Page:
All authors declare that they have no competing interests.
HL conceived and designed the study, led the analyses and interpretation, and drafted the manuscript. He takes responsibility for the integrity of the data and the accuracy of the data analyses. MH designed and oversaw the study, obtained funding, and significantly contributed to the analyses, interpretation and manuscript. RK, TS and SY contributed to design and coordinated acquisition of data. VR contributed to design, acquisition of data and statistical analyses. IRG and ATF contributed to design and acquisition of data and were medical directors of the study. OG and TH contributed to the design and interpretation, as well as led the laboratory analyses. All authors read, revised and approved the final manuscript.
Nasal carriers of Staphylococcus aureus have an increased risk of acquiring skin and soft tissue infections, which could manifest as outbreaks, especially in crowded settings. Current prevention programs are ineffective, antibiotic resistance is rising and risk factors for becoming a carrier are incompletely understood. We aimed to examine whether a behavior, the neglect of skin wounds, is a risk factor for becoming a Staphylococcus aureus carrier during training.
We conducted a field-based cohort study among male infantry trainees in three seasons in Israel during 2011–12. Participants underwent anterior nares cultures and answered structured questionnaires on potential risk factors on two occasions: before and 3 weeks after start of training (N = 542). Attitudes and practices toward neglect of skin wounds were defined as perseverance in training at all costs, despite having a wound. Samples were processed within 18 hours for identification of Staphylococcus aureus. Univariable and multivariable logistic regression analyses were performed to assess risk factors for becoming a carrier.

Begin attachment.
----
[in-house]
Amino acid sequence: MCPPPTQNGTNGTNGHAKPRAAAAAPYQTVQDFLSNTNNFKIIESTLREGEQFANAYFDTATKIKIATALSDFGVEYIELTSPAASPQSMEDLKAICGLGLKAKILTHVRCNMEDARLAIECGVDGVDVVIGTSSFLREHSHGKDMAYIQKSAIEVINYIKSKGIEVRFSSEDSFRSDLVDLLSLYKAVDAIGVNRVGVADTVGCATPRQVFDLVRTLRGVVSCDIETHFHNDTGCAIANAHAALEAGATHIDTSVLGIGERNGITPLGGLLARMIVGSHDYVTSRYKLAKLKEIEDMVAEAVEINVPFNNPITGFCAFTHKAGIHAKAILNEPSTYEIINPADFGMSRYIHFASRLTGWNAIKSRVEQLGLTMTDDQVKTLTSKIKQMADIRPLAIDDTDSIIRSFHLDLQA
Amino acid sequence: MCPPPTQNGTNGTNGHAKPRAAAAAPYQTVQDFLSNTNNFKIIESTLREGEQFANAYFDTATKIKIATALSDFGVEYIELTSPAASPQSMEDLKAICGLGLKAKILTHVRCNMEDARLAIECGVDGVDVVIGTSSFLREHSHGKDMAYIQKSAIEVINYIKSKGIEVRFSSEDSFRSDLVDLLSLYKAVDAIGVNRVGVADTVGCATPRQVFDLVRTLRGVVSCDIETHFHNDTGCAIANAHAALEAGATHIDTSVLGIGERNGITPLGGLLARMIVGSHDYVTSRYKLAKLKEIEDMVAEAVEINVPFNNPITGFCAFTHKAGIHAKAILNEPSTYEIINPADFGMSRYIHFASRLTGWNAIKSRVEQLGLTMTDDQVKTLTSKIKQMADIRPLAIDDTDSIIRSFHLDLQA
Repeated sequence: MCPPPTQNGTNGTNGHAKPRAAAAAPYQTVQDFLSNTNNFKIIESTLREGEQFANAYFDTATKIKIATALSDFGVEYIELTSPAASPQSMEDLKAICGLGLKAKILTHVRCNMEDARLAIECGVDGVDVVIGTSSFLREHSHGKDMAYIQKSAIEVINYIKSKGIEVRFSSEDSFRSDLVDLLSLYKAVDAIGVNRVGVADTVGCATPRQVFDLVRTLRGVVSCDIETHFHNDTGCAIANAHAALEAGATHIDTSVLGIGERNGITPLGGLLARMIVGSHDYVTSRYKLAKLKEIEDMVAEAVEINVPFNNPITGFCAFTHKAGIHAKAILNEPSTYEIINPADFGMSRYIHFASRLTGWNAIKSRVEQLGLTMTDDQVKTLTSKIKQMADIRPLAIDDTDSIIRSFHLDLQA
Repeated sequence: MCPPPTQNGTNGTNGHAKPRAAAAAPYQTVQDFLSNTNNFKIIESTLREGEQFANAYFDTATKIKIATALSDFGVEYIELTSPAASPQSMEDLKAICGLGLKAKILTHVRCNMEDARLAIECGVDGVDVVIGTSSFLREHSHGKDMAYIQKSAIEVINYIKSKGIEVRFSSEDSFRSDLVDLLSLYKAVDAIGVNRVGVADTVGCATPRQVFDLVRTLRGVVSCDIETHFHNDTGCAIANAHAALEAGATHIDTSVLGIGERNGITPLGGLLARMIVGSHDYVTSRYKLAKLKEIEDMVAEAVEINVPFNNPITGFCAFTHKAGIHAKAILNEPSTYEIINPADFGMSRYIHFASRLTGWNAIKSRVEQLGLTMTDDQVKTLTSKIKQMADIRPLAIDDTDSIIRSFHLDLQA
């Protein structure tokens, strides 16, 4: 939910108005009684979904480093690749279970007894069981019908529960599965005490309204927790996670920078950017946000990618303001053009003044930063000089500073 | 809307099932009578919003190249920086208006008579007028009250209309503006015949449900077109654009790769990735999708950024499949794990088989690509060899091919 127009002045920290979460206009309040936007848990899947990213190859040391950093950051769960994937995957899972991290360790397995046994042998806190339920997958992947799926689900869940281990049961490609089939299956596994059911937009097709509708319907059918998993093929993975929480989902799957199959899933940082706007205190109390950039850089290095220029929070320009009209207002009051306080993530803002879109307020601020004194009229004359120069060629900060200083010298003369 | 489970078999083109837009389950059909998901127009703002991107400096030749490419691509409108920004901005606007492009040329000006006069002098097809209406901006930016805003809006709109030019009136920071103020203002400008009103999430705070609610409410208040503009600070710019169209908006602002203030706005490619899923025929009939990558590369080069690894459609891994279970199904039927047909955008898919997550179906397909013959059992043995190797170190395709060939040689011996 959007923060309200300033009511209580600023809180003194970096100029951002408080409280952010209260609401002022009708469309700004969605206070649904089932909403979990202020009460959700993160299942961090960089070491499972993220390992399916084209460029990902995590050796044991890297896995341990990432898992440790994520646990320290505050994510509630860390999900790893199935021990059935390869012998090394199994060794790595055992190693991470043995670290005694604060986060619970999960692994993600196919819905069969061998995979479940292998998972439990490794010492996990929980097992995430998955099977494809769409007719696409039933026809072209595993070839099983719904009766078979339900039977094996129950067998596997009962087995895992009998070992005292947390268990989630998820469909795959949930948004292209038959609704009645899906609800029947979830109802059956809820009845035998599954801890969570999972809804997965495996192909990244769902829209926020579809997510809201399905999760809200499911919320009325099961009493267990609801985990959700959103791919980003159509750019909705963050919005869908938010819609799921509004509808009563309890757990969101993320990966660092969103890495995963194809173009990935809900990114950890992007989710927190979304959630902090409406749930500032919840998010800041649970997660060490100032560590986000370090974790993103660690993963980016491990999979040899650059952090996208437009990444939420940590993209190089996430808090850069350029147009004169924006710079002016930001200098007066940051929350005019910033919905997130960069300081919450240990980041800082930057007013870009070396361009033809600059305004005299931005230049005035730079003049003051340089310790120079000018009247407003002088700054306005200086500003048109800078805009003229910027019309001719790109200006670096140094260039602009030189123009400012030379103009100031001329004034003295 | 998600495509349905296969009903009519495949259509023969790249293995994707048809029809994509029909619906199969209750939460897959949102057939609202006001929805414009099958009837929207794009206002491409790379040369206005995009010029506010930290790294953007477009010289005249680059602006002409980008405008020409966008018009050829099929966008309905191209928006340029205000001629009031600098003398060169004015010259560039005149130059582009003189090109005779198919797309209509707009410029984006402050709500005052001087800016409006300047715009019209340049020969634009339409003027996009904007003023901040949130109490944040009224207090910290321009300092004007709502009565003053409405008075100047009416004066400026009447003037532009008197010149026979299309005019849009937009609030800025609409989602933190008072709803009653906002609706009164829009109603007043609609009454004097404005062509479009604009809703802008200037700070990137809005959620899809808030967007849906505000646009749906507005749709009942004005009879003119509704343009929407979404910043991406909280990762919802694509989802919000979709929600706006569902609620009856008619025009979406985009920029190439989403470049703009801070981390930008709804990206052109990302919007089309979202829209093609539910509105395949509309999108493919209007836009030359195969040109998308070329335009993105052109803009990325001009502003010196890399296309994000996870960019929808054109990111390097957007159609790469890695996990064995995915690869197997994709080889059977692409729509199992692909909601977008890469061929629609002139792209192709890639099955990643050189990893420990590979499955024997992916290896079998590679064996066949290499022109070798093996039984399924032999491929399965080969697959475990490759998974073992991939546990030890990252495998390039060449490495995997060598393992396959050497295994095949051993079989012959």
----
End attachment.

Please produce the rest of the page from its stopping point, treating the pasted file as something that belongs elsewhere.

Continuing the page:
Carriage prevalence increased by 43.3 % during training, from 33.2 % to 47.6 % (p < 0.01). One-fourth (25.4 %) of those with a negative culture before training became carriers. None of the socio-demographic characteristics was a risk factor for becoming a carrier while the risk was lower in the winter (Odds ratio [OR] = 0.42; 95 % confidence interval [CI]: 0.23-0.78, p < 0.01) and spring (OR = 0.46; 0.26-0.81, p < 0.01) seasons compared to the summer season. Neglect of skin wounds in practice and attitude was a risk factor for becoming a carrier (OR = 2.40; 1.13-5.12, p = 0.02), as well as neglect in practice or attitude (OR = 1.86; 1.04-3.34, p = 0.04) compared to no neglect when controlled for season. The preventable fraction in the population attributed to neglect of skin wounds was 33 %.
Neglect of skin wounds is an independent, common and strong risk factor for becoming a Staphylococcus aureus carrier during training. This preventable behavior should not be ignored and should be addressed in public health programs during training and in other settings. Further research on behavioral determinants of Staphylococcus aureus carriage and infection is warranted.